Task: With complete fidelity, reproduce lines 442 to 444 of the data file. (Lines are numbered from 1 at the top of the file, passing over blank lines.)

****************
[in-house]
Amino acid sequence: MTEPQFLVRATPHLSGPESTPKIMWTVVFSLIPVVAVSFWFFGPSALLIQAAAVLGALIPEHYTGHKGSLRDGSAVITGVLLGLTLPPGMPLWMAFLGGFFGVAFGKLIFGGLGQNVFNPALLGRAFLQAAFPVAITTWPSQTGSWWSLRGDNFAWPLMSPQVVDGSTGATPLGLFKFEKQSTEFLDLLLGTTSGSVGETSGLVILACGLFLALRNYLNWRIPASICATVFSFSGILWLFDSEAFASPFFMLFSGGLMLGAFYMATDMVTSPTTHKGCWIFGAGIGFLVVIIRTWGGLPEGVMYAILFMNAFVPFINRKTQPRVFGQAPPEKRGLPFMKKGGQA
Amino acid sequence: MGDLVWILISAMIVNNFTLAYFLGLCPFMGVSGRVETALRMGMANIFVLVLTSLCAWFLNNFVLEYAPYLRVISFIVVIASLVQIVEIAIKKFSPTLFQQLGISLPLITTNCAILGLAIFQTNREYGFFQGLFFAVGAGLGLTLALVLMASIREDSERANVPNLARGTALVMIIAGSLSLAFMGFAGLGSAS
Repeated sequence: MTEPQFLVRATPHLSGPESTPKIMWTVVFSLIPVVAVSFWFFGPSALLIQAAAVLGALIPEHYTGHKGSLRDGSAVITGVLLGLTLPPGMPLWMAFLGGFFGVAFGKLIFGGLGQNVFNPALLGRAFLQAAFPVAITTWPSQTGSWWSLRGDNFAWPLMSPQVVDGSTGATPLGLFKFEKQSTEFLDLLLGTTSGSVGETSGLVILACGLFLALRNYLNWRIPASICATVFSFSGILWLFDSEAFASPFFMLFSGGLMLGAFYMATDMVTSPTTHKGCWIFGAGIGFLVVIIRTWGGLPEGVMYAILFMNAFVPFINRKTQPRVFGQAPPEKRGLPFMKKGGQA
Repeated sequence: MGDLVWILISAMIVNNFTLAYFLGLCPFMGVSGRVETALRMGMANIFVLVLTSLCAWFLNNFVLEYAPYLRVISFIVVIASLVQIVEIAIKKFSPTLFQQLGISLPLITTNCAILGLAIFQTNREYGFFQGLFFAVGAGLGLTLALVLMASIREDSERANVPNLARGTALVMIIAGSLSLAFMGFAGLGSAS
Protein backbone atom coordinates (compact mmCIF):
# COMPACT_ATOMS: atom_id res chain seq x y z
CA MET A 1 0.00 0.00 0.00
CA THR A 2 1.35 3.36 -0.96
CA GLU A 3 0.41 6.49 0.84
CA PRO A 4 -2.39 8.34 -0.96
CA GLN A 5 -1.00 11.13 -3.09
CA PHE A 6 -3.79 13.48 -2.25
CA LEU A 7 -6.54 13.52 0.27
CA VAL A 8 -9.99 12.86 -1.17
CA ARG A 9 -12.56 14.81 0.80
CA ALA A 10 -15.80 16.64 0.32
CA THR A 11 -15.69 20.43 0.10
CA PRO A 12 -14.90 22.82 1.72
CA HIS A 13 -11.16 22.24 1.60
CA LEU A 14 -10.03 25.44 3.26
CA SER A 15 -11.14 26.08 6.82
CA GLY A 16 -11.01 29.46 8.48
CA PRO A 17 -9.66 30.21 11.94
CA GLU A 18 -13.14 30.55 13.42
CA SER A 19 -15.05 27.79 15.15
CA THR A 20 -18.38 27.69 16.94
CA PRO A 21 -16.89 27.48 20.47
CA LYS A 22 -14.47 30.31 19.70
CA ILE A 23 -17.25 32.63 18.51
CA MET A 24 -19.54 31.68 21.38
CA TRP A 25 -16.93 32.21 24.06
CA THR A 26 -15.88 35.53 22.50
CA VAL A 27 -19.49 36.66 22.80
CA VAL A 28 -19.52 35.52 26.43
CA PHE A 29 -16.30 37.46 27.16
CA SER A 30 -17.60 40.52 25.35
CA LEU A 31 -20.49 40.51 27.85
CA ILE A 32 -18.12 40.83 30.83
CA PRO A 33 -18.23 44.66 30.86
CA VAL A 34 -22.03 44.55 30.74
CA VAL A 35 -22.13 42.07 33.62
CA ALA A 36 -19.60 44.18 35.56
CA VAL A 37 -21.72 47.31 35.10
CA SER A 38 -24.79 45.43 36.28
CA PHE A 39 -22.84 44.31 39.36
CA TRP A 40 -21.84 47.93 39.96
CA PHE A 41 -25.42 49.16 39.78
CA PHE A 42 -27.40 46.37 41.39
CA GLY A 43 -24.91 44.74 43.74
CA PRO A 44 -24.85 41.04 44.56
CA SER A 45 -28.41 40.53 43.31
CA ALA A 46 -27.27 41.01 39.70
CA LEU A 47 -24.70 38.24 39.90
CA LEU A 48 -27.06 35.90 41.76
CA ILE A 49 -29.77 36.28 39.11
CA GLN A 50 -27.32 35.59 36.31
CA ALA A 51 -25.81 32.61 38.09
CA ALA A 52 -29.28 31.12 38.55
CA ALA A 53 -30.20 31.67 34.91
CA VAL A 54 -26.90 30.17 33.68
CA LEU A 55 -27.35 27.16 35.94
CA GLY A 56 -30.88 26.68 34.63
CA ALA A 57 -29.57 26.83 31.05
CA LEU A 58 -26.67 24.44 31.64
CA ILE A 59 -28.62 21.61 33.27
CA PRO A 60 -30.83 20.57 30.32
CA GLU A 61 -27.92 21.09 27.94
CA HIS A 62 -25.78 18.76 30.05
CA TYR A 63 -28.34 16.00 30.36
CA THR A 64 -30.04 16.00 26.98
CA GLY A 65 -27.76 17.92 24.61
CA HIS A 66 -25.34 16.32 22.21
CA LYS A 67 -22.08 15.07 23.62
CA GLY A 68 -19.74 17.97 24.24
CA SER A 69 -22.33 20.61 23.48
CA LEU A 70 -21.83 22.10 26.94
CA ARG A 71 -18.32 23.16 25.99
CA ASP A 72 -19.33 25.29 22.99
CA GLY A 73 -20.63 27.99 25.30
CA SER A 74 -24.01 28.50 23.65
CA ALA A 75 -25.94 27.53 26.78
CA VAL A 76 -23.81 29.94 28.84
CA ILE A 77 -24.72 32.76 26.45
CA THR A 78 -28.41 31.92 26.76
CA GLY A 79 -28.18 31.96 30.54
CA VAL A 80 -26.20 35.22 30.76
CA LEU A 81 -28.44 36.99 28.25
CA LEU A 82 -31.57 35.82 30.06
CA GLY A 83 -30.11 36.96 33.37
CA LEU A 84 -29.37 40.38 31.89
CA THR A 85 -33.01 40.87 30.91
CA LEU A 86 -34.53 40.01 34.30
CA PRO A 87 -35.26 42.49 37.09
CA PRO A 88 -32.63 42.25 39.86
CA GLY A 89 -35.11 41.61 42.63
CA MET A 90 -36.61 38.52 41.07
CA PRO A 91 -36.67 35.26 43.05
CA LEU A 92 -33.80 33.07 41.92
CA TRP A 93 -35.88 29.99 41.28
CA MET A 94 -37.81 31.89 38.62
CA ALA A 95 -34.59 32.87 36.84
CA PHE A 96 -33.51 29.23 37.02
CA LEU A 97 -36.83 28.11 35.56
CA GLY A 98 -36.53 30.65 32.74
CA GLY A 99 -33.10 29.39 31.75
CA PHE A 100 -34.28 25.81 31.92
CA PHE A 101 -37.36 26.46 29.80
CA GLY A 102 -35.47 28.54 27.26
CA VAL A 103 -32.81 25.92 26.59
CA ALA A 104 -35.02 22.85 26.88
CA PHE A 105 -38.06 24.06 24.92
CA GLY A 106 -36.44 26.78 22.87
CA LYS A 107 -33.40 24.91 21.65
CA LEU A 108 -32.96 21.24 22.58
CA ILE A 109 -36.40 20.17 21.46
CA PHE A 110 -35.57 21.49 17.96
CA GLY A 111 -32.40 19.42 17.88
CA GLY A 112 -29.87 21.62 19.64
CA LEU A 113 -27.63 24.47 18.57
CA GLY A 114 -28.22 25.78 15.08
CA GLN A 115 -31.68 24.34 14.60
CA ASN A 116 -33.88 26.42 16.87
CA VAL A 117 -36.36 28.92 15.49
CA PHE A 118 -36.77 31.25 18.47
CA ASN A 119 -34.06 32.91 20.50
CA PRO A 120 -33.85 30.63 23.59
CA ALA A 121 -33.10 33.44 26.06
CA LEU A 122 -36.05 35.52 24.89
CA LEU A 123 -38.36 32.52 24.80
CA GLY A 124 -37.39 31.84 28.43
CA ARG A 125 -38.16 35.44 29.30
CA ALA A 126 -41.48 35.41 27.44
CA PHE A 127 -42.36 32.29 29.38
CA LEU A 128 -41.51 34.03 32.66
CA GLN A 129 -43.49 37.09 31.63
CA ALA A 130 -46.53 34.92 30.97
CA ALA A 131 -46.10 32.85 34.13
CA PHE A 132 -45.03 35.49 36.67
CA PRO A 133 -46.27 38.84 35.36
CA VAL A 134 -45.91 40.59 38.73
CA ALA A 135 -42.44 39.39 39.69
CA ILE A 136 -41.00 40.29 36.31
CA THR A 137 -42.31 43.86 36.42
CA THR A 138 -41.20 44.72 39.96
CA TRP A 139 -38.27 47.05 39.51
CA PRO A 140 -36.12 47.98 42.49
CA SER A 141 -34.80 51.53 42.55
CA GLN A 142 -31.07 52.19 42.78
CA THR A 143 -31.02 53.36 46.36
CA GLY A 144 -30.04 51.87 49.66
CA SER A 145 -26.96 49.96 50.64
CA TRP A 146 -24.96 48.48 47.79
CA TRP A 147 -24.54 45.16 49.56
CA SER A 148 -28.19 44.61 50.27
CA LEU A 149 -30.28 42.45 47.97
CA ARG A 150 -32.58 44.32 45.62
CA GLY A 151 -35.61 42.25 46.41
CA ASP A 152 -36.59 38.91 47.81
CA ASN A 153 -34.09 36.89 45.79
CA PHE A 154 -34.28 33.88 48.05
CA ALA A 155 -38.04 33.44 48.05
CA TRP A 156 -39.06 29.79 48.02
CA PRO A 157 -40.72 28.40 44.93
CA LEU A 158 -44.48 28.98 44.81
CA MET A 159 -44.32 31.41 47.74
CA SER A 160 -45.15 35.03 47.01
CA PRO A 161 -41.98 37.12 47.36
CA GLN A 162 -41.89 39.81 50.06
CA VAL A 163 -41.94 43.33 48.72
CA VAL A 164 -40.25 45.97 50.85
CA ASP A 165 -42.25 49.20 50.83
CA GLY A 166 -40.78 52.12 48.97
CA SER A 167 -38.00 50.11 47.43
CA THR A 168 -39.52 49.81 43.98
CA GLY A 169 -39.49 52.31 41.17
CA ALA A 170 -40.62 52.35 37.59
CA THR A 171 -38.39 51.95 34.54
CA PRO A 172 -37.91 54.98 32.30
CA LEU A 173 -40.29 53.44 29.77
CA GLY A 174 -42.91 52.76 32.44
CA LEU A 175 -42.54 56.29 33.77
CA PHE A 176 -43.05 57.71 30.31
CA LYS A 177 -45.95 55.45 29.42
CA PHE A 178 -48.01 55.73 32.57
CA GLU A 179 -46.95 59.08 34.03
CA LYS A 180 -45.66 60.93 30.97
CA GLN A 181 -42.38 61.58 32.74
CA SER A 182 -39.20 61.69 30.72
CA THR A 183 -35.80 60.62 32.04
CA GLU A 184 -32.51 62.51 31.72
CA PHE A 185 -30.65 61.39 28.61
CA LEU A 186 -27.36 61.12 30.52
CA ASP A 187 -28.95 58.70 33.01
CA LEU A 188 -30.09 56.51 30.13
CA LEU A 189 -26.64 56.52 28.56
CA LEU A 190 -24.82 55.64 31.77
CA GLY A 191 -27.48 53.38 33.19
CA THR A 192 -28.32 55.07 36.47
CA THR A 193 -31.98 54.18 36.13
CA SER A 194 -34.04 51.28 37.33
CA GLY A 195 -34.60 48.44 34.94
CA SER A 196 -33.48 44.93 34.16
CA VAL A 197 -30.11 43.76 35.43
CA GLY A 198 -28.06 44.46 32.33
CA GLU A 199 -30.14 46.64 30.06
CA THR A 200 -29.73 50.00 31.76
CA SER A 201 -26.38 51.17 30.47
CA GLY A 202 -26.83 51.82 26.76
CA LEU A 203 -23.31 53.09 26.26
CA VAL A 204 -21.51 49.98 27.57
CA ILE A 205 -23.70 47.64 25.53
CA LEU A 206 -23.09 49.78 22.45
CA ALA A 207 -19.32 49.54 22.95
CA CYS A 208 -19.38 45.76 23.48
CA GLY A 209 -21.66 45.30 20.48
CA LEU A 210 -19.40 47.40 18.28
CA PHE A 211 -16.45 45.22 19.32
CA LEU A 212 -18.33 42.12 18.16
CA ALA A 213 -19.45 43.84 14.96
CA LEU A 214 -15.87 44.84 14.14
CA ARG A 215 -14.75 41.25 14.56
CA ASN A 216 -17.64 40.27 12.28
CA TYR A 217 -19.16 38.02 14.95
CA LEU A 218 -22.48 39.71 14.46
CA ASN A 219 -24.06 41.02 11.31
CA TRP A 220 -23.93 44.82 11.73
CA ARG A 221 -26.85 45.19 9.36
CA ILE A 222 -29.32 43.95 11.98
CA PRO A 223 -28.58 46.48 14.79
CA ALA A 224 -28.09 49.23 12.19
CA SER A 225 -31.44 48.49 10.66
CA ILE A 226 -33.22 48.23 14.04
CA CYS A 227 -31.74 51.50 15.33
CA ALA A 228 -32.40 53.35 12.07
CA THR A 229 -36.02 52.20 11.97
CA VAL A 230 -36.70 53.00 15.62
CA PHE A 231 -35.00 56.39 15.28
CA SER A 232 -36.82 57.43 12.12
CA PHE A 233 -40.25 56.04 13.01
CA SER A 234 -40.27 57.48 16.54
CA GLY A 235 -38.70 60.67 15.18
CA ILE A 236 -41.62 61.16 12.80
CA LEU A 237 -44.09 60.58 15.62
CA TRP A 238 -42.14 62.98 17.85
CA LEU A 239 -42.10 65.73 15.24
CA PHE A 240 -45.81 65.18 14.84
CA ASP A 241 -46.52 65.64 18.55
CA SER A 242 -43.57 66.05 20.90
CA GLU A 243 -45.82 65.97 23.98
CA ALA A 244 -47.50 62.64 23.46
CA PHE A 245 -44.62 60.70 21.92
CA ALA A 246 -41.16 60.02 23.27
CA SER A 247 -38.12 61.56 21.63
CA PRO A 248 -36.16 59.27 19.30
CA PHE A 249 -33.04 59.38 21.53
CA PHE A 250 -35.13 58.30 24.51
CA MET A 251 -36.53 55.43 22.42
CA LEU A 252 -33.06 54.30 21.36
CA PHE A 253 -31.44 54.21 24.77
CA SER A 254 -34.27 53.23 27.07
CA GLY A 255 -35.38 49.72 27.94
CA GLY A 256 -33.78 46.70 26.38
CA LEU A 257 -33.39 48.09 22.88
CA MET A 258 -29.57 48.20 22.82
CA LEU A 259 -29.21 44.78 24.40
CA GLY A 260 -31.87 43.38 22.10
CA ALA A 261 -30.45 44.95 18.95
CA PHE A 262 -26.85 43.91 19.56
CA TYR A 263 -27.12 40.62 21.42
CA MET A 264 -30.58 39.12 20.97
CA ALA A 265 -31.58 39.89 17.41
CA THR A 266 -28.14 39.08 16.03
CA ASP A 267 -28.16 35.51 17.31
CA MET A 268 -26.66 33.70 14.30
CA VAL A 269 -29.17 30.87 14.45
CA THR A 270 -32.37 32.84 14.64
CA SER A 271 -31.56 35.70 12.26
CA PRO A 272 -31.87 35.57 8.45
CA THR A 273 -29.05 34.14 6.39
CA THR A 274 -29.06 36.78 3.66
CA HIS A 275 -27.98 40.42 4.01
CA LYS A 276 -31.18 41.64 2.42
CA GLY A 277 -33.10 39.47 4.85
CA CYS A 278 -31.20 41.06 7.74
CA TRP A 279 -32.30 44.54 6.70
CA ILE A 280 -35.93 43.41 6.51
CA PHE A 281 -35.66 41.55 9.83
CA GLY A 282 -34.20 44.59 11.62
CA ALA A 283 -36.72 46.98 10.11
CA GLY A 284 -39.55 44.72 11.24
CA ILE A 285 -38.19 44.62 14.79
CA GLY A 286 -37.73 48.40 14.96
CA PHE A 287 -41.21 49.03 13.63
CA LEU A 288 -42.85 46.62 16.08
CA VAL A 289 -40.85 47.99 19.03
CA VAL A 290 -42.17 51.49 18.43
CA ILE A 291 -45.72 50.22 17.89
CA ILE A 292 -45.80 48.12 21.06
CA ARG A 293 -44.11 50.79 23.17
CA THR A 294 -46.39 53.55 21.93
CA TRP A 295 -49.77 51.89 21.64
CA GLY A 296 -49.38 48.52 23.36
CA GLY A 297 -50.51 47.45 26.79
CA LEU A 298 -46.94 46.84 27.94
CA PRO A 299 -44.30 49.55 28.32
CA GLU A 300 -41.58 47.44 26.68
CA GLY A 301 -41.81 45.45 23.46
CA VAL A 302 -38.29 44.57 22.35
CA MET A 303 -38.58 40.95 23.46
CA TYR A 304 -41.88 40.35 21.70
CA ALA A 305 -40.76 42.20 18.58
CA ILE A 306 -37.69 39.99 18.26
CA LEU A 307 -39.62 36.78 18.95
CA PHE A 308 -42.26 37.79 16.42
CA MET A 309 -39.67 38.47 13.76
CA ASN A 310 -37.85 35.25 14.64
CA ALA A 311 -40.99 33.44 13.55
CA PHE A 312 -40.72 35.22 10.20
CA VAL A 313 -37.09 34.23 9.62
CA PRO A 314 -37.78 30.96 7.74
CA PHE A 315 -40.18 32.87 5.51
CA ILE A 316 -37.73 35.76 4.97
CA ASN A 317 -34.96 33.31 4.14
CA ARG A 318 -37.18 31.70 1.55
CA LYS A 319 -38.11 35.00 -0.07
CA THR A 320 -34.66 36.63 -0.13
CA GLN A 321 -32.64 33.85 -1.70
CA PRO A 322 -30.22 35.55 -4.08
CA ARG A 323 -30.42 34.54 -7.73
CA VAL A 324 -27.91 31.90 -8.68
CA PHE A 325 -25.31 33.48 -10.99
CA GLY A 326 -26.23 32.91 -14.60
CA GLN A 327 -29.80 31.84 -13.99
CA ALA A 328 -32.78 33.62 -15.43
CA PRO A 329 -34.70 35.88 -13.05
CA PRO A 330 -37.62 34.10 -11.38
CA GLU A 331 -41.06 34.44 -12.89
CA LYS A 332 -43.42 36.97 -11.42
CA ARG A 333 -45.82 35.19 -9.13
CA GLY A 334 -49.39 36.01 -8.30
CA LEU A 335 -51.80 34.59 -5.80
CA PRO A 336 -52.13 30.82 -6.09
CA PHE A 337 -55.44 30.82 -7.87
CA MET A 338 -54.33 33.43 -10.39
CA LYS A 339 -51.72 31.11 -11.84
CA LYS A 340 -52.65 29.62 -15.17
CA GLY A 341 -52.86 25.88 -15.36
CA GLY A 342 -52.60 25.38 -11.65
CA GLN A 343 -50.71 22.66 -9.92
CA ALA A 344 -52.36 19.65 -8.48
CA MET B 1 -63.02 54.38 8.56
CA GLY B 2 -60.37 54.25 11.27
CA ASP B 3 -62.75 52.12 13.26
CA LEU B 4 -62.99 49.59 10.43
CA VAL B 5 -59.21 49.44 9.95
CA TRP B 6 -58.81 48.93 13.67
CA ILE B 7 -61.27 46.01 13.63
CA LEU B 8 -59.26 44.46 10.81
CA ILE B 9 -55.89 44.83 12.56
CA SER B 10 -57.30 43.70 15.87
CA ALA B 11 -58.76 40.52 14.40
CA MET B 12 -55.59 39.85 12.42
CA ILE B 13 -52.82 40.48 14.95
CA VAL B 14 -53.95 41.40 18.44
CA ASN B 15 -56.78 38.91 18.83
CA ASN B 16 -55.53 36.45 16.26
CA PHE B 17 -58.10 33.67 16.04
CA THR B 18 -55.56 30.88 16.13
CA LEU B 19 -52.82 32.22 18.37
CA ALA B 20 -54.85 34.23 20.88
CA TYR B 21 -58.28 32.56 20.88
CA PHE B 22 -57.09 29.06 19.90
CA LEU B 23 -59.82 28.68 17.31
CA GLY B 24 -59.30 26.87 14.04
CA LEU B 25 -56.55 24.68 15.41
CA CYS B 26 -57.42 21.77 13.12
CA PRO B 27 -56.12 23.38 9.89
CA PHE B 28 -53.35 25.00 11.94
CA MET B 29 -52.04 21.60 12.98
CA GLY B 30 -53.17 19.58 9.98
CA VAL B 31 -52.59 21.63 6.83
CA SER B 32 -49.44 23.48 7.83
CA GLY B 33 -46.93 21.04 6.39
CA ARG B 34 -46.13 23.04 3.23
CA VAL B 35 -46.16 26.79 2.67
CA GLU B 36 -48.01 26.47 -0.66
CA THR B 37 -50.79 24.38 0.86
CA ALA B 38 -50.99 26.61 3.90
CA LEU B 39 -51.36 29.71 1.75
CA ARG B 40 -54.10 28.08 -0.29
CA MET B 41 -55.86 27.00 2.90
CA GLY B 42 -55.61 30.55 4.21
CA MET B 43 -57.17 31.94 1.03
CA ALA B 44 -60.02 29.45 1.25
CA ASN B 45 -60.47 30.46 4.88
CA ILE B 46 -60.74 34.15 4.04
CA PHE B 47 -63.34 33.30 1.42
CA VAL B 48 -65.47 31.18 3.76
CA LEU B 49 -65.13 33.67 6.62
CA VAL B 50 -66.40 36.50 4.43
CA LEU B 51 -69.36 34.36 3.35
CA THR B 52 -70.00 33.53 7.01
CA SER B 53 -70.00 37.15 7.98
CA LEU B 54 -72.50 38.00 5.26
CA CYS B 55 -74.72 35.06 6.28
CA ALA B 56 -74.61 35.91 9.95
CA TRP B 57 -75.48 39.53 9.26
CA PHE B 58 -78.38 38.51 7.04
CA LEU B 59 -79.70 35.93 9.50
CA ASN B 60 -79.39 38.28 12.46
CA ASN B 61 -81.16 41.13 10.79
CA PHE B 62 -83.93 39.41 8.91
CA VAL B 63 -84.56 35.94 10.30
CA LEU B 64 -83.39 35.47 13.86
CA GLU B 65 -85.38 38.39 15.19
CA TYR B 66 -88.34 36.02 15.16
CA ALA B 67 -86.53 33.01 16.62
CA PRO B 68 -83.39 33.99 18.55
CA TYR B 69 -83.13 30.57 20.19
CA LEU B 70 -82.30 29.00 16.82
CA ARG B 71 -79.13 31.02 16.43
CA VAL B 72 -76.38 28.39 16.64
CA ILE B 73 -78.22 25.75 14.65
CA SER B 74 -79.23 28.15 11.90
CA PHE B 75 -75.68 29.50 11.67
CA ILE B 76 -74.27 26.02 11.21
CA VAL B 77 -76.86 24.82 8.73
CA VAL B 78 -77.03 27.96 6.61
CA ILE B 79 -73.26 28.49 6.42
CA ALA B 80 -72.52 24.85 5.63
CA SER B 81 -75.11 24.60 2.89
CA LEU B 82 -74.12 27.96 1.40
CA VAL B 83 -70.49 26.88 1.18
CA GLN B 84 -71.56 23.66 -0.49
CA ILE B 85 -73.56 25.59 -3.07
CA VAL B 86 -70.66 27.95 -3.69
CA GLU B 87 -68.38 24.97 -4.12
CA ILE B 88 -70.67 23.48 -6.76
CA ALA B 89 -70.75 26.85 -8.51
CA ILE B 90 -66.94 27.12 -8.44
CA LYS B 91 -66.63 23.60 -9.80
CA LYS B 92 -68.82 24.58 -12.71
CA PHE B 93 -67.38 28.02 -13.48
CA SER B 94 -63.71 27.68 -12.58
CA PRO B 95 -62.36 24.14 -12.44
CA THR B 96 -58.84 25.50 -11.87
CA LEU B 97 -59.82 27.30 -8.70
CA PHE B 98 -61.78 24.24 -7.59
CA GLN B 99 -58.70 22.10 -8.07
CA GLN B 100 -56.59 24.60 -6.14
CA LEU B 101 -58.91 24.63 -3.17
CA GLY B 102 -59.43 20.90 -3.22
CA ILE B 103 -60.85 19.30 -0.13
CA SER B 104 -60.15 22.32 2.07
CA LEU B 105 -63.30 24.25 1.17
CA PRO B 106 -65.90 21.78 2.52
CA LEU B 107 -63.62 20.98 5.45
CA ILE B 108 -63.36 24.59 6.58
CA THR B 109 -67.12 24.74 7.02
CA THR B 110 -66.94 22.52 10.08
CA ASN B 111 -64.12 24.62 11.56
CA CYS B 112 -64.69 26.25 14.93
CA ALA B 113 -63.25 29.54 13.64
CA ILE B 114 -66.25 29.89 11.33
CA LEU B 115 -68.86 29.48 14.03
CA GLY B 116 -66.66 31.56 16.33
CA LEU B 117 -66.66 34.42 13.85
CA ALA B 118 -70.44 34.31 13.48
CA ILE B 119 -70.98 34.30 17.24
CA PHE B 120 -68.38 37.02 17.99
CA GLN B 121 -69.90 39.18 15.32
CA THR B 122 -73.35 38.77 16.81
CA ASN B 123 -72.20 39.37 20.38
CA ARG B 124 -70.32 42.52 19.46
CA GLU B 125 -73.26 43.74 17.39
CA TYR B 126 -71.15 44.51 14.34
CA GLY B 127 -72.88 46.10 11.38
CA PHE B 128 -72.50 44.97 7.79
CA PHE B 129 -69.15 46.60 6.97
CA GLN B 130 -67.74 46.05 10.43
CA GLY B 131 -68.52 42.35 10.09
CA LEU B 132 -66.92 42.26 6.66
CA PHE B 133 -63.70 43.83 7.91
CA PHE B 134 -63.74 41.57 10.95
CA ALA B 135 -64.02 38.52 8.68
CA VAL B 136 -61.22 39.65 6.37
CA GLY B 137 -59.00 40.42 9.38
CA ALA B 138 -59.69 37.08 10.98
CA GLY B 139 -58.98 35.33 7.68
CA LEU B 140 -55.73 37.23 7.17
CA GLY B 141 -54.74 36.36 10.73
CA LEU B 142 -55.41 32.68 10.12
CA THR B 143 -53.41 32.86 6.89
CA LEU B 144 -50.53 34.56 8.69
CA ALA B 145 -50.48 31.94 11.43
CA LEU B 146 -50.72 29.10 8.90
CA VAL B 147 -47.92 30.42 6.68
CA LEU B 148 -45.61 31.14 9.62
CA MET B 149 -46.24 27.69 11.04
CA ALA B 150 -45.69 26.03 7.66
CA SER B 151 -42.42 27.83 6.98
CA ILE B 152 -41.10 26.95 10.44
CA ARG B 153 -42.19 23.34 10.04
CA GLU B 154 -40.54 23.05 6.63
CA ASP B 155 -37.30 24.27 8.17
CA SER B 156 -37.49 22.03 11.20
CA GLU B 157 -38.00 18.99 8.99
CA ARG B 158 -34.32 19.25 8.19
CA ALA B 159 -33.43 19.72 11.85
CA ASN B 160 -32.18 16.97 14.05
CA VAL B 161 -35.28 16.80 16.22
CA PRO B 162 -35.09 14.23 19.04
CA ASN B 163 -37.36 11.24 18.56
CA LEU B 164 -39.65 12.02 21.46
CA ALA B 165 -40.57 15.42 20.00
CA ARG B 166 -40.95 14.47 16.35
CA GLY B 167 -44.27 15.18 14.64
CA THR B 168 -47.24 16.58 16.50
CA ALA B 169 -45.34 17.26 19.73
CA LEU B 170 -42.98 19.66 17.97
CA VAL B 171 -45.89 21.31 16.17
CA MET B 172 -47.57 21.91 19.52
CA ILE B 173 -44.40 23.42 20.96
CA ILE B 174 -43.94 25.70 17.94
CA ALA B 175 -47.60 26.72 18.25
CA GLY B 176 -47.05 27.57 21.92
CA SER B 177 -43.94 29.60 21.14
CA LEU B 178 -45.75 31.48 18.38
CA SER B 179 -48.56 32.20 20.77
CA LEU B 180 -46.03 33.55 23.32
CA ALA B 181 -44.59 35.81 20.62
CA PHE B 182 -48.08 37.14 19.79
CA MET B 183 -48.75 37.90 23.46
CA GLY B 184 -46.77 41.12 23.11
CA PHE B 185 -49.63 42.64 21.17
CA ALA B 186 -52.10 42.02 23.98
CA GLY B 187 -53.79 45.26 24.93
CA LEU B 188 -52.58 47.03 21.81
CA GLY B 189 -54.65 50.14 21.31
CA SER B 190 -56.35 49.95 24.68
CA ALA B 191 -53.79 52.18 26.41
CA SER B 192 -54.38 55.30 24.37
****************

CA LYS B 91 -66.63 23.60 -9.80
CA LYS B 92 -68.82 24.58 -12.71
CA PHE B 93 -67.38 28.02 -13.48